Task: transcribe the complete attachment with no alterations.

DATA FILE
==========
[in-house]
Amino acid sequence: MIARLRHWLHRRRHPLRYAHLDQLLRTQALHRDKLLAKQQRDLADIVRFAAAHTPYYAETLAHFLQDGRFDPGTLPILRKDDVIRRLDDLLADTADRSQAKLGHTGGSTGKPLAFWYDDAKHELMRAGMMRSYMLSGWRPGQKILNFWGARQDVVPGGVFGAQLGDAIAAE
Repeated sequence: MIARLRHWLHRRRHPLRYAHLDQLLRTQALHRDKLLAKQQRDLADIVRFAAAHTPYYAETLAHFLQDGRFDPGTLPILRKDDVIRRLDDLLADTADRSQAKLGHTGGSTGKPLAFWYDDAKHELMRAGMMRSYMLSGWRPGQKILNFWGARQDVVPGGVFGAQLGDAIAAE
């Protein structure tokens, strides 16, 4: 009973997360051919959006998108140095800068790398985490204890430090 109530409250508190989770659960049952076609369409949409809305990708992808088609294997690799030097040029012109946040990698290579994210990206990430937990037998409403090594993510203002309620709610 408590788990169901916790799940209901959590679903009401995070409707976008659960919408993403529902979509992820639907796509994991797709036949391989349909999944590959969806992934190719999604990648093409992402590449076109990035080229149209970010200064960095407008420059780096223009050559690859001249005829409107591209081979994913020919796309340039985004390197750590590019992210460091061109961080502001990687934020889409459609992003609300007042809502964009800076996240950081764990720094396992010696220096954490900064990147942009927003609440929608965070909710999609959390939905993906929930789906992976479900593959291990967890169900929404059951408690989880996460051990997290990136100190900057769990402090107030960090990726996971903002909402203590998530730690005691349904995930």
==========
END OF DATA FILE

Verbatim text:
[in-house]
Amino acid sequence: MIARLRHWLHRRRHPLRYAHLDQLLRTQALHRDKLLAKQQRDLADIVRFAAAHTPYYAETLAHFLQDGRFDPGTLPILRKDDVIRRLDDLLADTADRSQAKLGHTGGSTGKPLAFWYDDAKHELMRAGMMRSYMLSGWRPGQKILNFWGARQDVVPGGVFGAQLGDAIAAE
Repeated sequence: MIARLRHWLHRRRHPLRYAHLDQLLRTQALHRDKLLAKQQRDLADIVRFAAAHTPYYAETLAHFLQDGRFDPGTLPILRKDDVIRRLDDLLADTADRSQAKLGHTGGSTGKPLAFWYDDAKHELMRAGMMRSYMLSGWRPGQKILNFWGARQDVVPGGVFGAQLGDAIAAE
């Protein structure tokens, strides 16, 4: 009973997360051919959006998108140095800068790398985490204890430090 109530409250508190989770659960049952076609369409949409809305990708992808088609294997690799030097040029012109946040990698290579994210990206990430937990037998409403090594993510203002309620709610 408590788990169901916790799940209901959590679903009401995070409707976008659960919408993403529902979509992820639907796509994991797709036949391989349909999944590959969806992934190719999604990648093409992402590449076109990035080229149209970010200064960095407008420059780096223009050559690859001249005829409107591209081979994913020919796309340039985004390197750590590019992210460091061109961080502001990687934020889409459609992003609300007042809502964009800076996240950081764990720094396992010696220096954490900064990147942009927003609440929608965070909710999609959390939905993906929930789906992976479900593959291990967890169900929404059951408690989880996460051990997290990136100190900057769990402090107030960090990726996971903002909402203590998530730690005691349904995930």